Please remember that some people having a choice, and some people embracing having a choice, does not mean they’re saying you have a choice, or that you need to choose to be straight. The people saying these things are generally much more removed from traditional communities, and what they’re pushing back against isn’t what you’re pushing back against.

      If you haven’t already, I think it might be a good idea for you to look into Dignity USA and Equally Blessed and other pro-LGBT Catholic organizations, because it sounds like your religion and the lifestyle you want are really important to you, and your orientation doesn’t need to get in the way of those things. The majority of Catholics today are in favor of marriage equality and don’t think “homosexual behavior” (the study’s words, not mine) is wrong, and if you want it and you look for it, there’s a Catholicism out there that’ll accept and affirm you for who you are. If you want to be a stay at home mom (or work part-time or from home, since with the economy the way it is, plenty of people who want to be stay at home moms can’t, traditional straight women included), you can be a stay at home mom. If you want to be the feminine partner in a relationship with a feminine/masculine dynamic, well… butch/femme relationships aren’t for everybody, but they’re an option, and for some people, they’re the perfect fit. And even if the whole package of that is not what you’re into, there are plenty of people who like playing around with gender roles in more specific ways, or who might not want to be specifically masculine themselves, but who’d have fun with being the “husband” to the woman they really like.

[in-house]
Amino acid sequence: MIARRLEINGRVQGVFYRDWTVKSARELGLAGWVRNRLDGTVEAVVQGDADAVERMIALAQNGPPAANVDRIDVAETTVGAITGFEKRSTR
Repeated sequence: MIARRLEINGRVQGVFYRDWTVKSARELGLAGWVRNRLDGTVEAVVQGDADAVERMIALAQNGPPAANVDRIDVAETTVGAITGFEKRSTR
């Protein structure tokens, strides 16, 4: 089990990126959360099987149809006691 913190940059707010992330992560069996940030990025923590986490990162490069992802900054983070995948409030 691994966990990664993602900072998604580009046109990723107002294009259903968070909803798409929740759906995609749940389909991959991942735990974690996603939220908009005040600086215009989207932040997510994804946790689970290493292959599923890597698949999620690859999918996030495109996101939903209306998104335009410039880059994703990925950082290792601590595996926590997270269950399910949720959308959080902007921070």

It’s understandable if being gay feels limiting sometimes, but that’s not the natural way of things, and there are things you can do to pursue the life you want to lead, even if it isn’t the default sort of life that would be expected for a gay person. Don’t fall into the trap where it’s being gay or living the way you’d want, and since you can’t help being gay, it’s time to make peace with the loss of your perfect future. Be greedy. Take everything.

      • “The people saying these things are generally much more removed from traditional communities, and what they’re pushing back against isn’t what you’re pushing back against.”

        From my experiences with such people, that’s not true. They generally have very limited view on sexuality, encompassing only their own experiences, and they think everyone is just like them, just doesn’t want to admit it. And they basically always try to quote some debunked studies to convince me that deep down I am attracted to men as well but won’t say it due to my close mindedness and self-emposed limitations.

        • One more thing. By its very nature the ‘choice’ argument imposes itself on everyone. Since it automatically gives at least two options to chose from. If someone is only attracted to women then she doesn’t have a choice (except for between living an unhappy life or not).